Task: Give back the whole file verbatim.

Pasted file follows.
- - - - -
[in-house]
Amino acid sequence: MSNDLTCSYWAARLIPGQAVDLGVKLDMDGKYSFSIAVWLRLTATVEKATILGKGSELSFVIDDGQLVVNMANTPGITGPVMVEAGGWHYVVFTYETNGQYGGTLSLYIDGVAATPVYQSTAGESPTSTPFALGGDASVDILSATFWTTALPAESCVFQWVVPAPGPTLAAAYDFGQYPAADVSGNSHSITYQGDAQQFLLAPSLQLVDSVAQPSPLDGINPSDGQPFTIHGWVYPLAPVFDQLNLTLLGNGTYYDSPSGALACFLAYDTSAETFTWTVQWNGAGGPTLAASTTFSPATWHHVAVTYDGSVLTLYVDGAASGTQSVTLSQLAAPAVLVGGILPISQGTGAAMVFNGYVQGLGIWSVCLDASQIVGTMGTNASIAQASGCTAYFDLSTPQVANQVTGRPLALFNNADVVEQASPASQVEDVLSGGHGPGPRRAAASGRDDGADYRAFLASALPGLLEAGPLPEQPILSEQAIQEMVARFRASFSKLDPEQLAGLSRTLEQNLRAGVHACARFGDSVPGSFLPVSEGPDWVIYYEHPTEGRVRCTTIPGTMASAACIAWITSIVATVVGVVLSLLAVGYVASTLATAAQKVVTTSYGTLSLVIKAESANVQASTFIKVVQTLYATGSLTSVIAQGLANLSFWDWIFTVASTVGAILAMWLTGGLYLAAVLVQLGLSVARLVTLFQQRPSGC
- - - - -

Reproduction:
[in-house]
Amino acid sequence: MSNDLTCSYWAARLIPGQAVDLGVKLDMDGKYSFSIAVWLRLTATVEKATILGKGSELSFVIDDGQLVVNMANTPGITGPVMVEAGGWHYVVFTYETNGQYGGTLSLYIDGVAATPVYQSTAGESPTSTPFALGGDASVDILSATFWTTALPAESCVFQWVVPAPGPTLAAAYDFGQYPAADVSGNSHSITYQGDAQQFLLAPSLQLVDSVAQPSPLDGINPSDGQPFTIHGWVYPLAPVFDQLNLTLLGNGTYYDSPSGALACFLAYDTSAETFTWTVQWNGAGGPTLAASTTFSPATWHHVAVTYDGSVLTLYVDGAASGTQSVTLSQLAAPAVLVGGILPISQGTGAAMVFNGYVQGLGIWSVCLDASQIVGTMGTNASIAQASGCTAYFDLSTPQVANQVTGRPLALFNNADVVEQASPASQVEDVLSGGHGPGPRRAAASGRDDGADYRAFLASALPGLLEAGPLPEQPILSEQAIQEMVARFRASFSKLDPEQLAGLSRTLEQNLRAGVHACARFGDSVPGSFLPVSEGPDWVIYYEHPTEGRVRCTTIPGTMASAACIAWITSIVATVVGVVLSLLAVGYVASTLATAAQKVVTTSYGTLSLVIKAESANVQASTFIKVVQTLYATGSLTSVIAQGLANLSFWDWIFTVASTVGAILAMWLTGGLYLAAVLVQLGLSVARLVTLFQQRPSGC